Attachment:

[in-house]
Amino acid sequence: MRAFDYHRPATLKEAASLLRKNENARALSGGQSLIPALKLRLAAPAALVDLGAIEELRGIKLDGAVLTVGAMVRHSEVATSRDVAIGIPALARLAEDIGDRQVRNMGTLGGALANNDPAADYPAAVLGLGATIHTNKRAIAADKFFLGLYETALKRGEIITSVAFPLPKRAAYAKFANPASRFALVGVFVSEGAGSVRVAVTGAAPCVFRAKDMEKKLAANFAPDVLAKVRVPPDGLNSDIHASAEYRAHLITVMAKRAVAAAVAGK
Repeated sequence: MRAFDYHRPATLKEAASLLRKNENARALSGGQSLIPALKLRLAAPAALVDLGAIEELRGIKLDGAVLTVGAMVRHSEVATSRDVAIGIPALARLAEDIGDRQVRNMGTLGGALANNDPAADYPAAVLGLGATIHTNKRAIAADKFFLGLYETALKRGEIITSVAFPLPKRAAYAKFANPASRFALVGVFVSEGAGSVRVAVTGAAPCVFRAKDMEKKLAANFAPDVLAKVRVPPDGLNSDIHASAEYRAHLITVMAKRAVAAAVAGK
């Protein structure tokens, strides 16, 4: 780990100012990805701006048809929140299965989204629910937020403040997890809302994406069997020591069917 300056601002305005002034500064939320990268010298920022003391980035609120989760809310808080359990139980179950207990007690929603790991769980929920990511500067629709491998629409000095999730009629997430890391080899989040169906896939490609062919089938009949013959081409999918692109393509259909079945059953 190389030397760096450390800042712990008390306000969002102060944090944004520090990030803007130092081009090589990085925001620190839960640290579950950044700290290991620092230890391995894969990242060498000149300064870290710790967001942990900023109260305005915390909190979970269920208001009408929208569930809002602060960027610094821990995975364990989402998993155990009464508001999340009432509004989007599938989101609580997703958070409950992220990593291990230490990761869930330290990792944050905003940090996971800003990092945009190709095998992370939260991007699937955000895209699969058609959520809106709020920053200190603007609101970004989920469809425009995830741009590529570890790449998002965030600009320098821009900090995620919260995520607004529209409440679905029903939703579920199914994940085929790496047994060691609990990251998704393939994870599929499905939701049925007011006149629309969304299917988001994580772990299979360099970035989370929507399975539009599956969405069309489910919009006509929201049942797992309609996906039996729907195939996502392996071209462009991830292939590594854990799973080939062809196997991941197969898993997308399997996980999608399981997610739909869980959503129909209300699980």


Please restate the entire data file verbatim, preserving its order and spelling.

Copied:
[in-house]
Amino acid sequence: MRAFDYHRPATLKEAASLLRKNENARALSGGQSLIPALKLRLAAPAALVDLGAIEELRGIKLDGAVLTVGAMVRHSEVATSRDVAIGIPALARLAEDIGDRQVRNMGTLGGALANNDPAADYPAAVLGLGATIHTNKRAIAADKFFLGLYETALKRGEIITSVAFPLPKRAAYAKFANPASRFALVGVFVSEGAGSVRVAVTGAAPCVFRAKDMEKKLAANFAPDVLAKVRVPPDGLNSDIHASAEYRAHLITVMAKRAVAAAVAGK
Repeated sequence: MRAFDYHRPATLKEAASLLRKNENARALSGGQSLIPALKLRLAAPAALVDLGAIEELRGIKLDGAVLTVGAMVRHSEVATSRDVAIGIPALARLAEDIGDRQVRNMGTLGGALANNDPAADYPAAVLGLGATIHTNKRAIAADKFFLGLYETALKRGEIITSVAFPLPKRAAYAKFANPASRFALVGVFVSEGAGSVRVAVTGAAPCVFRAKDMEKKLAANFAPDVLAKVRVPPDGLNSDIHASAEYRAHLITVMAKRAVAAAVAGK
């Protein structure tokens, strides 16, 4: 780990100012990805701006048809929140299965989204629910937020403040997890809302994406069997020591069917 300056601002305005002034500064939320990268010298920022003391980035609120989760809310808080359990139980179950207990007690929603790991769980929920990511500067629709491998629409000095999730009629997430890391080899989040169906896939490609062919089938009949013959081409999918692109393509259909079945059953 190389030397760096450390800042712990008390306000969002102060944090944004520090990030803007130092081009090589990085925001620190839960640290579950950044700290290991620092230890391995894969990242060498000149300064870290710790967001942990900023109260305005915390909190979970269920208001009408929208569930809002602060960027610094821990995975364990989402998993155990009464508001999340009432509004989007599938989101609580997703958070409950992220990593291990230490990761869930330290990792944050905003940090996971800003990092945009190709095998992370939260991007699937955000895209699969058609959520809106709020920053200190603007609101970004989920469809425009995830741009590529570890790449998002965030600009320098821009900090995620919260995520607004529209409440679905029903939703579920199914994940085929790496047994060691609990990251998704393939994870599929499905939701049925007011006149629309969304299917988001994580772990299979360099970035989370929507399975539009599956969405069309489910919009006509929201049942797992309609996906039996729907195939996502392996071209462009991830292939590594854990799973080939062809196997991941197969898993997308399997996980999608399981997610739909869980959503129909209300699980």